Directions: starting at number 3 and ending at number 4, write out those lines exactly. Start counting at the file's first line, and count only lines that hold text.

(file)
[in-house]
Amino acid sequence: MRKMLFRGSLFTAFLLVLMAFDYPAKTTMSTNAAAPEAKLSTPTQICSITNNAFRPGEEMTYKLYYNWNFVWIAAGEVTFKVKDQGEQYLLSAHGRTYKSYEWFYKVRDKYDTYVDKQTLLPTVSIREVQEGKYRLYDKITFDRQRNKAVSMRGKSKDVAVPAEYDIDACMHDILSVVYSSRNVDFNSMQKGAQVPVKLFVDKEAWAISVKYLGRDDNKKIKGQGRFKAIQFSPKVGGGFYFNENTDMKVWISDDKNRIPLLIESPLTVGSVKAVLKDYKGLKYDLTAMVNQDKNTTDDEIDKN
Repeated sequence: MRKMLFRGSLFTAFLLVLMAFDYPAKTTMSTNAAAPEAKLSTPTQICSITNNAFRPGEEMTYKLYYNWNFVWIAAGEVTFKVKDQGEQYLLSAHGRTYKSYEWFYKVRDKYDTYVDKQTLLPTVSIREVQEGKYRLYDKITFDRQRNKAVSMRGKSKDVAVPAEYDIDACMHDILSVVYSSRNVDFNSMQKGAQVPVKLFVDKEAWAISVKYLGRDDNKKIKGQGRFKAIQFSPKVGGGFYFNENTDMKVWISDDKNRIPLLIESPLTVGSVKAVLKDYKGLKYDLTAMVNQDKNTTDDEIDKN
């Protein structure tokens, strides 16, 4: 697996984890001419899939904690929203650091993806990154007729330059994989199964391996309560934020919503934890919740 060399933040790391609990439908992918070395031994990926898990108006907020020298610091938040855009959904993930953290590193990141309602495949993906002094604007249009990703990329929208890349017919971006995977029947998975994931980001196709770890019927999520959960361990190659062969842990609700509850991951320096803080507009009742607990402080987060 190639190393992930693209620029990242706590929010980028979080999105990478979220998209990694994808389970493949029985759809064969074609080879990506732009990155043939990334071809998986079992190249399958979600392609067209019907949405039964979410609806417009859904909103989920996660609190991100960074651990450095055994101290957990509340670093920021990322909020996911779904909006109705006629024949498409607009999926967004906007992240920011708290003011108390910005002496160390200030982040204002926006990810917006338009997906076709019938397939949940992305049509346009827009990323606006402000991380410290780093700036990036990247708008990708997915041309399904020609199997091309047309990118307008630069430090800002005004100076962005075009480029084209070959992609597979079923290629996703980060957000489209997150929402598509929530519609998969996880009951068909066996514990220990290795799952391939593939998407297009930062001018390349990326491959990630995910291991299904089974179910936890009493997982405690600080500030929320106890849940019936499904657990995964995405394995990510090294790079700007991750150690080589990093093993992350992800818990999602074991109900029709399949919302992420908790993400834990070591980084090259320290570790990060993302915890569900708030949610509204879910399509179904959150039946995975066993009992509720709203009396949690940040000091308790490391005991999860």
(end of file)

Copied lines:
Repeated sequence: MRKMLFRGSLFTAFLLVLMAFDYPAKTTMSTNAAAPEAKLSTPTQICSITNNAFRPGEEMTYKLYYNWNFVWIAAGEVTFKVKDQGEQYLLSAHGRTYKSYEWFYKVRDKYDTYVDKQTLLPTVSIREVQEGKYRLYDKITFDRQRNKAVSMRGKSKDVAVPAEYDIDACMHDILSVVYSSRNVDFNSMQKGAQVPVKLFVDKEAWAISVKYLGRDDNKKIKGQGRFKAIQFSPKVGGGFYFNENTDMKVWISDDKNRIPLLIESPLTVGSVKAVLKDYKGLKYDLTAMVNQDKNTTDDEIDKN
């Protein structure tokens, strides 16, 4: 697996984890001419899939904690929203650091993806990154007729330059994989199964391996309560934020919503934890919740 060399933040790391609990439908992918070395031994990926898990108006907020020298610091938040855009959904993930953290590193990141309602495949993906002094604007249009990703990329929208890349017919971006995977029947998975994931980001196709770890019927999520959960361990190659062969842990609700509850991951320096803080507009009742607990402080987060 190639190393992930693209620029990242706590929010980028979080999105990478979220998209990694994808389970493949029985759809064969074609080879990506732009990155043939990334071809998986079992190249399958979600392609067209019907949405039964979410609806417009859904909103989920996660609190991100960074651990450095055994101290957990509340670093920021990322909020996911779904909006109705006629024949498409607009999926967004906007992240920011708290003011108390910005002496160390200030982040204002926006990810917006338009997906076709019938397939949940992305049509346009827009990323606006402000991380410290780093700036990036990247708008990708997915041309399904020609199997091309047309990118307008630069430090800002005004100076962005075009480029084209070959992609597979079923290629996703980060957000489209997150929402598509929530519609998969996880009951068909066996514990220990290795799952391939593939998407297009930062001018390349990326491959990630995910291991299904089974179910936890009493997982405690600080500030929320106890849940019936499904657990995964995405394995990510090294790079700007991750150690080589990093093993992350992800818990999602074991109900029709399949919302992420908790993400834990070591980084090259320290570790990060993302915890569900708030949610509204879910399509179904959150039946995975066993009992509720709203009396949690940040000091308790490391005991999860």